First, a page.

Last month, California Governor Jerry Brown signed two new bills aimed at curtailing rising prescription drug costs, joining other states like Maryland and New York that have recently passed drug pricing transparency laws.
Limitations on Copay Assistance Limitations
Assembly Bill 265 (AB-265) is intended to prevent manufacturers from incentivizing patients to continue using high cost drugs when lower cost generic alternatives are available. Specifically, the bill prohibits prescription drug manufacturers from offering in California any form of discount (including repayments, vouchers, or other costs reductions) on a patient's out-of-pocket costs associated with health insurance, health care service plan, or other health coverage if either: (i) the patient's coverage includes a therapeutically equivalent generic on a lower cost-sharing tier; or (ii) if the drug's active ingredient is available without a prescription for a lower cost. There are a number of exceptions to the prohibition, including situations where the individual has completed any applicable step therapy or prior authorization for the prescription drug as mandated by the individual’s health coverage, offering a drug free of cost to both the patient and his or her insurer, health care service plan, or other health coverage. In addition, the prohibition on offering a discount when a generic equivalent is available does not apply to branded products that have been available for less than three calendar months.
Notably, it is not clear whether the language "offering in California" will be interpreted to apply to coupons applied by out-of-state pharmacies filling prescriptions for a California patient or only to discounts of coupons offered at pharmacies located in California.
AB-265 will add a new Division 114 to the California Health & Safety Code and will be effective on January 1, 2018.
Senate Bill 17: Prescription Drug Pricing
Senate Bill 17 (SB-17) imposes reporting obligations on manufacturers and health plans related to prescription drug pricing. Key provisions are summarized below:
- Beginning January 1, 2018, manufacturers of prescription drugs with a wholesale acquisition cost (WAC) of more than $40 for a course of therapy will be required to provide drug purchasers (state agencies, health care service plans, health insurers, and pharmacy benefit managers) with 60 days prior written notice of any increase to the WAC that is greater than 16 percent. The report must include the proposed increase and the cumulative increases that occurred within the previous two calendar years. “Course of therapy” is defined as the recommended daily dosage units of a prescription drug, pursuant to its FDA-approved label, for a normal course of treatment that is less than or equal to 30 days. In addition, the notice must include the date of the proposed increase, the current WAC of the drug, and the dollar amount of the future increase in the WAC. Manufacturers must also include a statement regarding whether a change or improvement in the drug necessitates the price increase. If so, the change or improvement must be described by the manufacturer.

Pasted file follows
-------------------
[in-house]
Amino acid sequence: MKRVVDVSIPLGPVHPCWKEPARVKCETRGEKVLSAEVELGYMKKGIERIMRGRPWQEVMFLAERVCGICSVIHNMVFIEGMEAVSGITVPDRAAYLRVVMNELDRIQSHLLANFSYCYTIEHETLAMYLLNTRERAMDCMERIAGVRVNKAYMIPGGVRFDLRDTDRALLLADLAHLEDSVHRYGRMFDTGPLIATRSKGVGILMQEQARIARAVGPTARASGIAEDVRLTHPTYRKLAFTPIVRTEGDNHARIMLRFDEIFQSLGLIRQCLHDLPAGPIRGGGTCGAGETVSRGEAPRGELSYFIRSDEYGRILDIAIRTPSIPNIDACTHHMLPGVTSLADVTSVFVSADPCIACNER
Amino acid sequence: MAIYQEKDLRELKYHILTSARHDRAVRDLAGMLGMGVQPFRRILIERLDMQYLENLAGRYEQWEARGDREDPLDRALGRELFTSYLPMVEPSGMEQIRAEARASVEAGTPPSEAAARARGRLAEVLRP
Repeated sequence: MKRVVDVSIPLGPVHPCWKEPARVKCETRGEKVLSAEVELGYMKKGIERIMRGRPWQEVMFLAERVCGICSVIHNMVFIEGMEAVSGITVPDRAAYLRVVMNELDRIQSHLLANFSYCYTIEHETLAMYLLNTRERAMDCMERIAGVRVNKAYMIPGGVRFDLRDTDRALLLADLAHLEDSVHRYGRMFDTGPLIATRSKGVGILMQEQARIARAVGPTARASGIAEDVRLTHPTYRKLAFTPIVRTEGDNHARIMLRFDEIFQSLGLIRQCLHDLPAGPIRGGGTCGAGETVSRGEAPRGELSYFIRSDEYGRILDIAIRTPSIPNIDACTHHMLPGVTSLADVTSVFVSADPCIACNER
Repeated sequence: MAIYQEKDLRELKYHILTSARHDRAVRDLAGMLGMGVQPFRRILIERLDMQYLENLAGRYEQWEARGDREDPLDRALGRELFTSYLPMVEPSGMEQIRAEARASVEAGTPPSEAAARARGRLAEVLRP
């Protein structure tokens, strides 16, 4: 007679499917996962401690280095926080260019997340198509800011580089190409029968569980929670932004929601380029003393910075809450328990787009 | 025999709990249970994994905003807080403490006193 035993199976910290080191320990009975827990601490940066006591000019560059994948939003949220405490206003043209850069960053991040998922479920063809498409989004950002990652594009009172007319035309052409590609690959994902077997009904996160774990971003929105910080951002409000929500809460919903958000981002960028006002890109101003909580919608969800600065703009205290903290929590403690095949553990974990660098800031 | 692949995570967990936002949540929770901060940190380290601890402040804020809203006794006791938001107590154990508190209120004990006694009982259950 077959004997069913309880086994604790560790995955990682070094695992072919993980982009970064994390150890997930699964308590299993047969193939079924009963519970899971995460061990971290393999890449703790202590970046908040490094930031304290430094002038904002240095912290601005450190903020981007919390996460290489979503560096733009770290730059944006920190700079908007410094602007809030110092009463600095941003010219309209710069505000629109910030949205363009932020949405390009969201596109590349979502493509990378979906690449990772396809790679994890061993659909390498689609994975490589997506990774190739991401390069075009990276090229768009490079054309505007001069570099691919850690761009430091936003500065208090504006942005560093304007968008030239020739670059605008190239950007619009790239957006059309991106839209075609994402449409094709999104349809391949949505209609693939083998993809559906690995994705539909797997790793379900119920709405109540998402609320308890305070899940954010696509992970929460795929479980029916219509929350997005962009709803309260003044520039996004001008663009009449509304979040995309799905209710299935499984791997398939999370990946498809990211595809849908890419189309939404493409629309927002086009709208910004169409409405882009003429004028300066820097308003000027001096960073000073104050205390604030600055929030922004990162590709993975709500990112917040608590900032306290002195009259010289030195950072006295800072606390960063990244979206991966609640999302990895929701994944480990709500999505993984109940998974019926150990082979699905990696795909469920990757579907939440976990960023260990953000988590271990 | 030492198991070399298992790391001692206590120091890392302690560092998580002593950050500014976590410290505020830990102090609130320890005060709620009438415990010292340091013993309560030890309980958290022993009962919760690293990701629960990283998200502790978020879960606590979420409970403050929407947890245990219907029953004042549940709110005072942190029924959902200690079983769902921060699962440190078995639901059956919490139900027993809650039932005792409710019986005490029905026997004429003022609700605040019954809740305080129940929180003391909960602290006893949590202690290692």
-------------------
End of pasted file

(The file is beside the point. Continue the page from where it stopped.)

- Beginning in 2019, on a quarterly basis, for each drug subject to a 16 percent or greater WAC price increase, manufacturers will be required to report and explain the factors (financial and nonfinancial) that were used in making the decision to increase the WAC and the amount of the increase. Manufacturers will also be required to provide historical WAC pricing for the drug and, for generic drugs, the change or improvement to the drug, if any, that justify the price increases.
- Manufacturers will also be required to provide notice to the state if a new drug is being introduced to the market with a WAC that exceeds the threshold set for specialty drugs under Medicare Part D. Thirty days after this initial notification, an additional report must be provided with, among other things, a description of the marketing and pricing plans used to launch the new drug and the estimated volume of patients that may be prescribed the drug.
- Starting October 1, 2018, for all covered drugs dispensed a plan pharmacy, network pharmacy, or mail order pharmacy, including generic, specialty, and brand drugs, health plans. and insurers will be required to report the 25 most frequently prescribed drugs, the 25 most costly drugs by total annual plan spending, and the 25 drugs with the highest year-over-year increase in total annual plan spending. Plans will also be required document how much drug spending factored into their annual premium calculations. This information will be reported to the public and state legislators to demonstrate "the overall impact of drug costs on health care premiums." Notably, the data shared with the public and legislators will not reveal information specific to health plans.
Forthcoming regulations are expected to address the desired format of the reporting requirements, and provide clarification about how price change notifications should be sent to insurers and state agencies.